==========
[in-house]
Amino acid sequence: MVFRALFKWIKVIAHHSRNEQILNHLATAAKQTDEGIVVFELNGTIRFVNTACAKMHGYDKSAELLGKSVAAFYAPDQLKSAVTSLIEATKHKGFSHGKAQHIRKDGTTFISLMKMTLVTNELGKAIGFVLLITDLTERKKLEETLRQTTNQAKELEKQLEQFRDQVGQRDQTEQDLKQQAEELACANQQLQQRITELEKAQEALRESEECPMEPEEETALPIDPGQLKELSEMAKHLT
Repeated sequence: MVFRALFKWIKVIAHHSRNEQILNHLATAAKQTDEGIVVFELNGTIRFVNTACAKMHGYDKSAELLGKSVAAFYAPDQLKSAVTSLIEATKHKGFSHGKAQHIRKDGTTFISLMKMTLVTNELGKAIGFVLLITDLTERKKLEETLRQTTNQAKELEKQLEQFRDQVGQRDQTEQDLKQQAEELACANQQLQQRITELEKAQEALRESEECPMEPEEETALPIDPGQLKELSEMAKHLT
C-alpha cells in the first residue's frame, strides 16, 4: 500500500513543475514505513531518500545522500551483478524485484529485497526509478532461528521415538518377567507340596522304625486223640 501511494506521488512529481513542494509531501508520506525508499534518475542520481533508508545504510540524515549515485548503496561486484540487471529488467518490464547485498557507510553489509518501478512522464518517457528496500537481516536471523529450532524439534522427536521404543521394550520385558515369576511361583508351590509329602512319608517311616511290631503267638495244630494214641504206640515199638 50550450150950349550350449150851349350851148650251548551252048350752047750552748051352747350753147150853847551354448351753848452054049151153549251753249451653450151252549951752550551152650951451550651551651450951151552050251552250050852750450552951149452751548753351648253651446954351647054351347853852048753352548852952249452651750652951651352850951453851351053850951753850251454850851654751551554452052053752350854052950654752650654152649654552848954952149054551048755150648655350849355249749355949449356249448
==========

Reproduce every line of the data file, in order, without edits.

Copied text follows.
[in-house]
Amino acid sequence: MVFRALFKWIKVIAHHSRNEQILNHLATAAKQTDEGIVVFELNGTIRFVNTACAKMHGYDKSAELLGKSVAAFYAPDQLKSAVTSLIEATKHKGFSHGKAQHIRKDGTTFISLMKMTLVTNELGKAIGFVLLITDLTERKKLEETLRQTTNQAKELEKQLEQFRDQVGQRDQTEQDLKQQAEELACANQQLQQRITELEKAQEALRESEECPMEPEEETALPIDPGQLKELSEMAKHLT
Repeated sequence: MVFRALFKWIKVIAHHSRNEQILNHLATAAKQTDEGIVVFELNGTIRFVNTACAKMHGYDKSAELLGKSVAAFYAPDQLKSAVTSLIEATKHKGFSHGKAQHIRKDGTTFISLMKMTLVTNELGKAIGFVLLITDLTERKKLEETLRQTTNQAKELEKQLEQFRDQVGQRDQTEQDLKQQAEELACANQQLQQRITELEKAQEALRESEECPMEPEEETALPIDPGQLKELSEMAKHLT
C-alpha cells in the first residue's frame, strides 16, 4: 500500500513543475514505513531518500545522500551483478524485484529485497526509478532461528521415538518377567507340596522304625486223640 501511494506521488512529481513542494509531501508520506525508499534518475542520481533508508545504510540524515549515485548503496561486484540487471529488467518490464547485498557507510553489509518501478512522464518517457528496500537481516536471523529450532524439534522427536521404543521394550520385558515369576511361583508351590509329602512319608517311616511290631503267638495244630494214641504206640515199638 50550450150950349550350449150851349350851148650251548551252048350752047750552748051352747350753147150853847551354448351753848452054049151153549251753249451653450151252549951752550551152650951451550651551651450951151552050251552250050852750450552951149452751548753351648253651446954351647054351347853852048753352548852952249452651750652951651352850951453851351053850951753850251454850851654751551554452052053752350854052950654752650654152649654552848954952149054551048755150648655350849355249749355949449356249448